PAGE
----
Monday, May 23, 2011
CLERICALISM IN THE NEW EF MASS, REALLY? AND PREPARING FOR THE NEW ENGLISH MISSAL IN THE OF
Dangers of Clericalism (From the Tablet, A Catholic Publication, liberal leaning from the UK)
21 May 2011
(My comments below this editiorial)
To be against clericalism is not the same as being anticlerical. The latter signifies strong secular resistance to the Catholic Church’s social and political power. Clericalism is about an excessive emphasis on the role of the clergy in the Church’s internal affairs. It implies clerical elitism, the superiority of the priesthood over the laity. Anti-clericalism, as a concept in Continental European politics, is some way past its sell-by date. But clericalism is very much still in currency as a key concept in analysing the cultural factors that gave rise to the clerical sex-abuse scandal inside the Catholic Church. It has almost become de rigueur for church leaders to say they are against clericalism in this context.
Clericalism was dealt a heavy blow by the emphasis in the teaching of Vatican II on the priesthood of all believers and on common baptism. But there is evidence of a clericalist backlash among some of those undergoing training for the priesthood or recently ordained. In dress and attitude, some of them appear to hanker – almost narcissistically – after a restoration of the priest’s elevated status that characterised parish life in the 1950s. A softer form of clericalism is still apparent in diocesan structures and in the Vatican itself, where few lay people are to be found, and usually in relatively junior positions. And clericalism automatically marginalises or excludes women.
It is also sometimes implicit in the motivation of those who are pushing for the return of the Tridentine Rite to general use. While the post-Vatican II new-rite Mass emphasises the Eucharist as an activity shared by the whole community, the Mass named after the Council of Trent puts more weight on the separation of roles, with the priest active and the congregation passively watching.
The Vatican is continuing to put ammunition in the hands the pro-Tridentine lobby in the Church, as in the latest instruction, Universae Ecclesiae, issued by the Pontifical Commission Ecclesia Dei. Does it not realise how much this will encourage divisive tensions in the Church and a spirit of reactionary rebellion against local episcopal authority, not to mention the revival of a misogynistic and elitist clericalism?
The reinstatement of the Tridentine Rite was intended to unify the Church and reconcile those alienated from it; there is a real danger of it having the opposite effect. If bishops are not alarmed by this, they should be.
Meanwhile, the latest instruction from the Congregation for the Doctrine of the Faith (CDF) regarding the handling of clerical abuse allegations moves in the opposite direction. It recognises that while bishops cannot shirk their responsibilities, they cannot be a law unto themselves in such matters. National episcopal conferences are being required to draw up guidelines and submit them to the Vatican. The importance of cooperation with secular authorities such as the police is emphasised, though curiously the CDF only stresses the duty to report all cases where that is already required by law. It needs to be more general than that: in many countries there is no obligation to report a crime. That apart, the instruction moves the Church into the real world, with best practice (as in England and Wales, perhaps) being made the common standard. As a result, the Church will be that much less clerical – and safer.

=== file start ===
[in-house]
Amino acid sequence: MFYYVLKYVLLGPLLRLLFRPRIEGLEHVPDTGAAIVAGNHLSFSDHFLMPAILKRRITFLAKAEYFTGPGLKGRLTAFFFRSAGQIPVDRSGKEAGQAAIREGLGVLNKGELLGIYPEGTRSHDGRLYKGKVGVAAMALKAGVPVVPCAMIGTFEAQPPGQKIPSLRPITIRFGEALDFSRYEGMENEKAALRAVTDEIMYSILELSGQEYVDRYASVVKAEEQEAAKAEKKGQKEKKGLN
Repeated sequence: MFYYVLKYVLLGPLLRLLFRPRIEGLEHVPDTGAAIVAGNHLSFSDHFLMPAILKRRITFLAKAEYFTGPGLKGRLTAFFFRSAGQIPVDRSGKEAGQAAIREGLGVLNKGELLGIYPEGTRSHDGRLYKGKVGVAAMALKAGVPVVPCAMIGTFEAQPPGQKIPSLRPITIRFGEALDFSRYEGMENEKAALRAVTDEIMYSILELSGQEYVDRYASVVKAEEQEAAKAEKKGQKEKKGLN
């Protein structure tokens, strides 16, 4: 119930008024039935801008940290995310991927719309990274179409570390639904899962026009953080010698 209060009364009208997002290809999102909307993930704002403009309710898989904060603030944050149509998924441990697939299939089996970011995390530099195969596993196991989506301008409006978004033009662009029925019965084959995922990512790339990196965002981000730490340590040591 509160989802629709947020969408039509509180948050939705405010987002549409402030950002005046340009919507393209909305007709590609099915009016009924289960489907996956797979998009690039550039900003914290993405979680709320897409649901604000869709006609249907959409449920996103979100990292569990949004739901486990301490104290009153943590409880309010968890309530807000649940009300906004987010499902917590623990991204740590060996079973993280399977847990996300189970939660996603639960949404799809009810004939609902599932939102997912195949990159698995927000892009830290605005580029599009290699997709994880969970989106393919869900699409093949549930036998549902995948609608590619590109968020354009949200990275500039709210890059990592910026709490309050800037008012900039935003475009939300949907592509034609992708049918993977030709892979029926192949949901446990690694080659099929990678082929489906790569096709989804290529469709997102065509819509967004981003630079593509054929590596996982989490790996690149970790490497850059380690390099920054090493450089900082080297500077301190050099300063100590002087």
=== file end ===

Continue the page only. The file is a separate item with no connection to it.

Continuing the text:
The editorial is somewhat good, but as with all current day aging progressives, they are nostalgic for the good old days of chaos in the Church as it regards the ministerial identity of the priest.
Make no mistake, clericalism is bad when the priest looks upon the laity as inferior and treats the laity as "children" when they are adults. It is also bad when the priest thinks he is above criticism, evaluation and censure, either by the authority of the Church or his parishioners.
Clericalism can and did exist in the Church of the 1950's and it does in somewhat of a more innocuous way in the post-Vatican II, do your own thing world of the OF Mass and parish communities. Sometimes these parish communities composed primarily of laity are the most "elitist" and "clericalist" of anything prior to the Second Vatican Council. Try to critique a free wielding parish community and tell them to follow the rules of liturgy and begin an EF Mass, and you'll see what I'm saying is true.
The biggest problem in the post-Vatican II Church hasn't been priests wearing cassocks, praying Mass in Latin and knowing who they are as ministerial priests called to served the people of God through word and sacrament, rather, it has been the complete loss of a priestly identity and the majesty of that identity properly lived. It has been the "do your own thing" mentality and to hell with authority.
It is precisely the loss of a priestly identity that has complicated the serious issues of the loss of Catholic identity amongst the laity that is the greatest problem for the Church of 2011.
If a person wants clericalism, he can be such in or out of a cassock or priestly garb and apart for a love of the EF Mass. The OF Mass is the most worrisome place for clericalism because it is so innocuous and does tend to glorify the personality, charm and abilities of the priest to ad lib, perform and look good.
And now for the new English translation of the Missal, a good commentary on it from PBS: